Horse racing betting terms explained for Cheltenham and the Gold Cup

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The 2023 Cheltenham Festival is in full swing, with eyes turning towards the biggest race of the week, the Gold Cup, on Friday.

The Gold Cup is the most prestigious jumps race in British horse racing, with the likes of Arkle, Best Mate, Denman and Kauto Star among the star-studded list of previous winners.

It’s such a famous race that it draws interest from people who may not normally pay horse racing a second thought.

If racing – and the betting that comes with it – is relatively new to you, here are the terms you need to understand before you have a flutter.

Horse racing betting glossary

Accumulator – a bet involving multiple selections, with the winnings from each bet rolling into the next race. You must win all your selections to take home any money.

Back – betting on a horse to win or place.

Cash out – collecting reduced winnings before the bet has concluded.

Double – betting on two selections with the same stake, with boosted odds. Both must win for a return.

Each way (EW) – a bet in which half the stake is placed on the horse to win, and the other half is placed on it to place. For example, for a £5 EW bet you will stake £10.

Evens – odds of 1-1, which means your winnings are equal to your stake. A winning £10 bet will return £20 (£10 in winnings plus your £10 stake back).

Favourite – the horse with the shortest odds to win a race.

Form – how a horse has performed in recent races.

Fourfold – betting on four selections with the same stake, with boosted odds. All four must win for a return.

Lay – betting against a horse; the opposite to backing.

Lucky 15 – 15 bets involving four selections in separate events; four singles, six doubles, four trebles, and one fourfold. They do not all have to win for a return.

Nap – a tipster’s best bet of the day.

Odds – the chance of a horse winning, as chosen by bookmakers. Written in the format X-X, where the first number is the potential winnings and the second number is the stack. For example, if you bet £10 on a horse at 4-1 you would win £40, plus your £10 stake back.

Odds-on – a price that is shorter than evens, meaning the winnings are less than the stake. For example, if you bet £20 of a horse at 1-2 you would win £10, plus your £20 stake back.

Place – betting on a horse to finish in the top places. How many places are paid out depends on how many horses are in the race, and what the bookmaker decides. Typically, three places are paid for races with eight or more horses, and four places for 16 or more.

Return – how much money you get back if you win a bet.

Single – a single bet.

Stake – the amount you bet.

Starting price (SP) – the final odds on a horse at the time a race starts. These will be the odds your bet is subject to, unless you locked in a fixed price when you laid down your stake.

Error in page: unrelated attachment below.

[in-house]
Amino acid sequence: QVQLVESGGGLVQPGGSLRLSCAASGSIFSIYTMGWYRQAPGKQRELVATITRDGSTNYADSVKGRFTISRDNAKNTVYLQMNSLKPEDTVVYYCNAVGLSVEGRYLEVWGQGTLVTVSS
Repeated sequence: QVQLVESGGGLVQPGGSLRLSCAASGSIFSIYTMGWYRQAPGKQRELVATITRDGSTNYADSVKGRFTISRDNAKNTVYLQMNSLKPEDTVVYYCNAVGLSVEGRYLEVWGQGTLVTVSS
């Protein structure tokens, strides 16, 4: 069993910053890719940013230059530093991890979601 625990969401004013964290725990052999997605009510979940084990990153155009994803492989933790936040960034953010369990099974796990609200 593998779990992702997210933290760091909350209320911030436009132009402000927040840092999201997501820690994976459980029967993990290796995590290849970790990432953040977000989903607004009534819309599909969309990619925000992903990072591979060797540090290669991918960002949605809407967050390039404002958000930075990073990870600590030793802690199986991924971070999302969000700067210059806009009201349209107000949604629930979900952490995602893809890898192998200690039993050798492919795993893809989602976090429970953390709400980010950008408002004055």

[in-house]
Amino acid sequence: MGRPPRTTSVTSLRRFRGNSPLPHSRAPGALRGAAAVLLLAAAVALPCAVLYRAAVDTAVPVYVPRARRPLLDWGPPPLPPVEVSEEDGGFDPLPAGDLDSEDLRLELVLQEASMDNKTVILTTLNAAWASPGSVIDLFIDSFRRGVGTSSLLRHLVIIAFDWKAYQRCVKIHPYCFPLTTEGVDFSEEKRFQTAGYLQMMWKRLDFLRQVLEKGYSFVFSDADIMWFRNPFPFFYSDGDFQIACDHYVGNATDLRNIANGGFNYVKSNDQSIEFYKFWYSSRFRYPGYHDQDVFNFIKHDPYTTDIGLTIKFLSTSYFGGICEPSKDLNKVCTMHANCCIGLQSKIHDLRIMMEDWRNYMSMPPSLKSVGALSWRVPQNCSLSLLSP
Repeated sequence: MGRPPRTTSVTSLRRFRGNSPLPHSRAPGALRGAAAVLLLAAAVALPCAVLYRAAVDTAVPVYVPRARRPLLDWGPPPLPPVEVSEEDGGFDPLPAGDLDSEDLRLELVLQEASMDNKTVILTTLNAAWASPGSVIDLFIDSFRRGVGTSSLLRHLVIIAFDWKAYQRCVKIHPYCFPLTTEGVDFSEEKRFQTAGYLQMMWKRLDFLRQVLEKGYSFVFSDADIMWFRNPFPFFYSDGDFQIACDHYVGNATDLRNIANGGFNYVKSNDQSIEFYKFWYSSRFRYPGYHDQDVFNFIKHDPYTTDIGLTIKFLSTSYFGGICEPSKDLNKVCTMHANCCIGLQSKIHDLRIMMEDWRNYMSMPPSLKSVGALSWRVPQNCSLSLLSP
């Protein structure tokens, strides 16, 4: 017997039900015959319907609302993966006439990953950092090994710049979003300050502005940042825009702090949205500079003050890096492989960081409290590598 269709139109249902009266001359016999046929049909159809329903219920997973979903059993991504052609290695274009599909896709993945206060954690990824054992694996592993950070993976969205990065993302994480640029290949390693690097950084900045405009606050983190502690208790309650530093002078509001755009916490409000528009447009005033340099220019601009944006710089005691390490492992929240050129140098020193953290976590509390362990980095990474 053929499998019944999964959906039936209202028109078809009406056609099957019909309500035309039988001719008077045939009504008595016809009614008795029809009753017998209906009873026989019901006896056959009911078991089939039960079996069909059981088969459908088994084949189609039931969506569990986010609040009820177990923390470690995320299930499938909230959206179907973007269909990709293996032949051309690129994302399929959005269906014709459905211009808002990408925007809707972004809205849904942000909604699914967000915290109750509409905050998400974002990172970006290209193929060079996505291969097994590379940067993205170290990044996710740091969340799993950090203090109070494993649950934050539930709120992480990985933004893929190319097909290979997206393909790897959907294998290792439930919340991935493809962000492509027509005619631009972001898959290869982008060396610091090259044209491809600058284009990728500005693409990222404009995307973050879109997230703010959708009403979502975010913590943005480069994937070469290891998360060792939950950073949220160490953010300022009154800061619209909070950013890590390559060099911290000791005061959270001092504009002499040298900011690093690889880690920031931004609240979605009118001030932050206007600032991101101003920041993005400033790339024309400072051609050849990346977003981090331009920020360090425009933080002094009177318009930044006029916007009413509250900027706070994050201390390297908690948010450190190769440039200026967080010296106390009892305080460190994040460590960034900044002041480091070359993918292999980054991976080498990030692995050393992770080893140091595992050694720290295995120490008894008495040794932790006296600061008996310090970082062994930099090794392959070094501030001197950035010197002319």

Treble – betting on three selections with the same stake, with boosted odds. All three must win for a return.

Cheltenham Gold Cup day schedule

Friday 17 March

  • 1.30pm: The JCB Triumph Hurdle
  • 2.10pm: The McCoy Contractors County Handicap Hurdle Race
  • 2.50pm: The Albert Bartlett  Novices’ Hurdle Race
  • 3.30pm: The Boodles Cheltenham Gold Cup Steeple Chase
  • 4.10pm: The St. James’s Place Festival Challenge Cup Open Hunters’ Steeple Chase
  • 4.50pm: The Mrs Paddy Power Mares’ Steeple Chase
  • 5.30pm: Martin Pipe Conditional Jockeys’ Handicap Hurdle

How to watch Cheltenham Festival 2023

The four-day Festival will be shown live on ITV and Racing TV. The opening five races of each day will be broadcast on ITV, with Racing TV – available through Sky and Virgin Media – providing full coverage.

Gold Cup 2023 tips

Ahead of this year’s Cheltenham Festival, i sat down with ITV Racing commentator Richard Hoiles to get his insight on how to pick a winner and his tips for the week.

Here’s what he said about the Gold Cup:

“The Gold Cup is one of those races where Galopin des Champs is a little bit like the up-and-coming horse, but he has a lot more to prove yet to my mind.

“If you want to tip against a horse, you really want to try and do is look at what conditions he would least be suited by and work out which others in the field would therefore be suited by those conditions.

“If he’s not going to stay, it would be because it’s turned into an absolute mudbath come Friday and if that’s the case, there’s a horse called Stattler who won the National Hunt Chase last year at the Festival. Yes, it was a lower grade, slower race. But if it turns really really attritional, then it would suit him.

“There’s another horse in the same race at a big, big price called Royal Pagaille, trained by Venetia Williams, who also is a little bit underestimated under those conditions.

“I would reserve how much I staked on those horses until I got an accurate Cheltenham weather forecast midway through the week, and the muddier it got, the more interested I’d be.”

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